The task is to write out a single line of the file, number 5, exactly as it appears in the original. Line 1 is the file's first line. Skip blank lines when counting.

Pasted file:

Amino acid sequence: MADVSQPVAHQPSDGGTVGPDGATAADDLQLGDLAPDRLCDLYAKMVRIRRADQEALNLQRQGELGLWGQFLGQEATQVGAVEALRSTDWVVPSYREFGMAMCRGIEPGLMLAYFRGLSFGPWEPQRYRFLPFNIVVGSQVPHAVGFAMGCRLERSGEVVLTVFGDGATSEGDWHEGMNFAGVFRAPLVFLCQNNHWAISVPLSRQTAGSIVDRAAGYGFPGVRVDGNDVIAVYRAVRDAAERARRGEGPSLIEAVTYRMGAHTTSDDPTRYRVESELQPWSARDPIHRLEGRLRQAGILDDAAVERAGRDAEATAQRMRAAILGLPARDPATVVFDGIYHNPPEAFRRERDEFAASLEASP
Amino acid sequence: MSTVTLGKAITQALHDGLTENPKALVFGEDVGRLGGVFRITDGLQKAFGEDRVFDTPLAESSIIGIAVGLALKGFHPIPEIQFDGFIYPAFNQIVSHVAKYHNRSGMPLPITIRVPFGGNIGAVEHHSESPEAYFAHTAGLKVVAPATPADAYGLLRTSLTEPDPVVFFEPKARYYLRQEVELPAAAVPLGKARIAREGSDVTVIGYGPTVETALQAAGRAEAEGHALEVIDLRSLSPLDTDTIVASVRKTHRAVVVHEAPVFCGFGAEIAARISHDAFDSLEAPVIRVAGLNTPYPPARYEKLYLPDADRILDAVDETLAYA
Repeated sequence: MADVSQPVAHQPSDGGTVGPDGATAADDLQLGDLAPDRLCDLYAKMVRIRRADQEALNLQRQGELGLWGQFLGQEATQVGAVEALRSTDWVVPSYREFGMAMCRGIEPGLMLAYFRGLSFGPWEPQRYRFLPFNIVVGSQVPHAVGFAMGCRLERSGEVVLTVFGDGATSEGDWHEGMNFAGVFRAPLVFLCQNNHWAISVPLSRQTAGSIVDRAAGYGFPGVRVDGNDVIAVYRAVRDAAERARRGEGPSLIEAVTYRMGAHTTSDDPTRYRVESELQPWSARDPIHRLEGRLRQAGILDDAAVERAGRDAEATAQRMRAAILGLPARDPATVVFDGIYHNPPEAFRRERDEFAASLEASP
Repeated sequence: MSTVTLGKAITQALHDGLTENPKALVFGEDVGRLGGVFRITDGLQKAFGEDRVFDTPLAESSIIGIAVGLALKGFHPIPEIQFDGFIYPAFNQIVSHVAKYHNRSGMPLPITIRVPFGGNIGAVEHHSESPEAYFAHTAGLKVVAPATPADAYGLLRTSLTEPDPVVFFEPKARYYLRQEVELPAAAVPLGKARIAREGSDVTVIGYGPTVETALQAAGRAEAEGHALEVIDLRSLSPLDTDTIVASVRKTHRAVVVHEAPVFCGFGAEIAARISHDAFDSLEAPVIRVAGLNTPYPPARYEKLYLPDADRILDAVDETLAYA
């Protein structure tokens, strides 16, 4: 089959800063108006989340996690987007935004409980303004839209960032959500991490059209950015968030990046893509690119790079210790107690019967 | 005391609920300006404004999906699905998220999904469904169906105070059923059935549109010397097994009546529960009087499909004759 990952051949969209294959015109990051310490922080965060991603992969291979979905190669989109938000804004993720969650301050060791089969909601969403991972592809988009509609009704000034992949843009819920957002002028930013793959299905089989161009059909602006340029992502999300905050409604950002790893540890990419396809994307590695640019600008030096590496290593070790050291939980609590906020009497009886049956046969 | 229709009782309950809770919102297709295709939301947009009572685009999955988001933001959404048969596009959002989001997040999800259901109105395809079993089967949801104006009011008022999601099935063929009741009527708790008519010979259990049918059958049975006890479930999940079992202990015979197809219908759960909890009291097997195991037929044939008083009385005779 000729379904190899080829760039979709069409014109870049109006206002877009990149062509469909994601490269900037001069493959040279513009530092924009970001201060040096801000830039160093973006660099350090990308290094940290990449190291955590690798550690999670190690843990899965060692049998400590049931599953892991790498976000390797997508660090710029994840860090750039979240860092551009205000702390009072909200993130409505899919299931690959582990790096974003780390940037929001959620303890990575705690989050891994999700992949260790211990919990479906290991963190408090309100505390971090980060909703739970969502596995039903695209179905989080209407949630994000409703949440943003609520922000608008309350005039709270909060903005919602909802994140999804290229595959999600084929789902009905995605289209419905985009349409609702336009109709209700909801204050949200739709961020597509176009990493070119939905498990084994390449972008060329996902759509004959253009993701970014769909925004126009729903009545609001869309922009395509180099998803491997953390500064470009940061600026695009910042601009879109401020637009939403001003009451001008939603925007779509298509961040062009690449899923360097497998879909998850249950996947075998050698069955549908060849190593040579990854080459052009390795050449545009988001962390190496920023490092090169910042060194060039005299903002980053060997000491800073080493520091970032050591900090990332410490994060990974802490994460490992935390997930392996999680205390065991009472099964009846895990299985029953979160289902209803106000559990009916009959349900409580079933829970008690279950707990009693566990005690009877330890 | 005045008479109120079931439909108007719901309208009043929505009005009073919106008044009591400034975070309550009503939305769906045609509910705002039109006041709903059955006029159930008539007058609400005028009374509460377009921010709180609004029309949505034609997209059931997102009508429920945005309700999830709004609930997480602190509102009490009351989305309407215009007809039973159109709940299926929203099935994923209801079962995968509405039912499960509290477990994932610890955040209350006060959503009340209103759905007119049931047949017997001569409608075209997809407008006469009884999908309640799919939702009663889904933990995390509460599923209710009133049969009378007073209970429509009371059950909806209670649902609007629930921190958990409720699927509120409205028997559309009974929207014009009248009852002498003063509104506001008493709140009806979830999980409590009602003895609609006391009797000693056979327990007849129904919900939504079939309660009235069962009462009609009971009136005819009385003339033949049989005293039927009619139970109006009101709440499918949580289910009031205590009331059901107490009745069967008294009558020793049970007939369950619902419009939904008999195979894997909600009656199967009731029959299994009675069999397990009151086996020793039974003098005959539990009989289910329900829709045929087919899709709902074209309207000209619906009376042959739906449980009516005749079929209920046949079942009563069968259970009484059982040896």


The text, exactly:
């Protein structure tokens, strides 16, 4: 089959800063108006989340996690987007935004409980303004839209960032959500991490059209950015968030990046893509690119790079210790107690019967 | 005391609920300006404004999906699905998220999904469904169906105070059923059935549109010397097994009546529960009087499909004759 990952051949969209294959015109990051310490922080965060991603992969291979979905190669989109938000804004993720969650301050060791089969909601969403991972592809988009509609009704000034992949843009819920957002002028930013793959299905089989161009059909602006340029992502999300905050409604950002790893540890990419396809994307590695640019600008030096590496290593070790050291939980609590906020009497009886049956046969 | 229709009782309950809770919102297709295709939301947009009572685009999955988001933001959404048969596009959002989001997040999800259901109105395809079993089967949801104006009011008022999601099935063929009741009527708790008519010979259990049918059958049975006890479930999940079992202990015979197809219908759960909890009291097997195991037929044939008083009385005779 000729379904190899080829760039979709069409014109870049109006206002877009990149062509469909994601490269900037001069493959040279513009530092924009970001201060040096801000830039160093973006660099350090990308290094940290990449190291955590690798550690999670190690843990899965060692049998400590049931599953892991790498976000390797997508660090710029994840860090750039979240860092551009205000702390009072909200993130409505899919299931690959582990790096974003780390940037929001959620303890990575705690989050891994999700992949260790211990919990479906290991963190408090309100505390971090980060909703739970969502596995039903695209179905989080209407949630994000409703949440943003609520922000608008309350005039709270909060903005919602909802994140999804290229595959999600084929789902009905995605289209419905985009349409609702336009109709209700909801204050949200739709961020597509176009990493070119939905498990084994390449972008060329996902759509004959253009993701970014769909925004126009729903009545609001869309922009395509180099998803491997953390500064470009940061600026695009910042601009879109401020637009939403001003009451001008939603925007779509298509961040062009690449899923360097497998879909998850249950996947075998050698069955549908060849190593040579990854080459052009390795050449545009988001962390190496920023490092090169910042060194060039005299903002980053060997000491800073080493520091970032050591900090990332410490994060990974802490994460490992935390997930392996999680205390065991009472099964009846895990299985029953979160289902209803106000559990009916009959349900409580079933829970008690279950707990009693566990005690009877330890 | 005045008479109120079931439909108007719901309208009043929505009005009073919106008044009591400034975070309550009503939305769906045609509910705002039109006041709903059955006029159930008539007058609400005028009374509460377009921010709180609004029309949505034609997209059931997102009508429920945005309700999830709004609930997480602190509102009490009351989305309407215009007809039973159109709940299926929203099935994923209801079962995968509405039912499960509290477990994932610890955040209350006060959503009340209103759905007119049931047949017997001569409608075209997809407008006469009884999908309640799919939702009663889904933990995390509460599923209710009133049969009378007073209970429509009371059950909806209670649902609007629930921190958990409720699927509120409205028997559309009974929207014009009248009852002498003063509104506001008493709140009806979830999980409590009602003895609609006391009797000693056979327990007849129904919900939504079939309660009235069962009462009609009971009136005819009385003339033949049989005293039927009619139970109006009101709440499918949580289910009031205590009331059901107490009745069967008294009558020793049970007939369950619902419009939904008999195979894997909600009656199967009731029959299994009675069999397990009151086996020793039974003098005959539990009989289910329900829709045929087919899709709902074209309207000209619906009376042959739906449980009516005749079929209920046949079942009563069968259970009484059982040896």